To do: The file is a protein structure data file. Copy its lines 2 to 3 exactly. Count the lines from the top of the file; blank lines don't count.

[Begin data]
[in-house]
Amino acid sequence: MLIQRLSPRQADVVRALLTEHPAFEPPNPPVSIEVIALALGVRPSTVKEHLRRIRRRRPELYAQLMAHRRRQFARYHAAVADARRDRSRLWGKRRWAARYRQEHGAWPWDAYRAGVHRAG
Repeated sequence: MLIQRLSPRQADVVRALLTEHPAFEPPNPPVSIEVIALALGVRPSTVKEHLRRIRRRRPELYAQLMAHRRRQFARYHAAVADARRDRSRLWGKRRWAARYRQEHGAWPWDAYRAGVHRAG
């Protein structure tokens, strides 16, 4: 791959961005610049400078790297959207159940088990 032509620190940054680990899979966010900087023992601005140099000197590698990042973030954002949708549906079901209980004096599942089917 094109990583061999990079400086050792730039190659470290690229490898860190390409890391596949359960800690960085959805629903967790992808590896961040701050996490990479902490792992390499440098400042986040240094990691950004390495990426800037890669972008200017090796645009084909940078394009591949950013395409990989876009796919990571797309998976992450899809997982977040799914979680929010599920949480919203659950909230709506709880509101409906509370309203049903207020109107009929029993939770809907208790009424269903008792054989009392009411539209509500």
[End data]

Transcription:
Amino acid sequence: MLIQRLSPRQADVVRALLTEHPAFEPPNPPVSIEVIALALGVRPSTVKEHLRRIRRRRPELYAQLMAHRRRQFARYHAAVADARRDRSRLWGKRRWAARYRQEHGAWPWDAYRAGVHRAG
Repeated sequence: MLIQRLSPRQADVVRALLTEHPAFEPPNPPVSIEVIALALGVRPSTVKEHLRRIRRRRPELYAQLMAHRRRQFARYHAAVADARRDRSRLWGKRRWAARYRQEHGAWPWDAYRAGVHRAG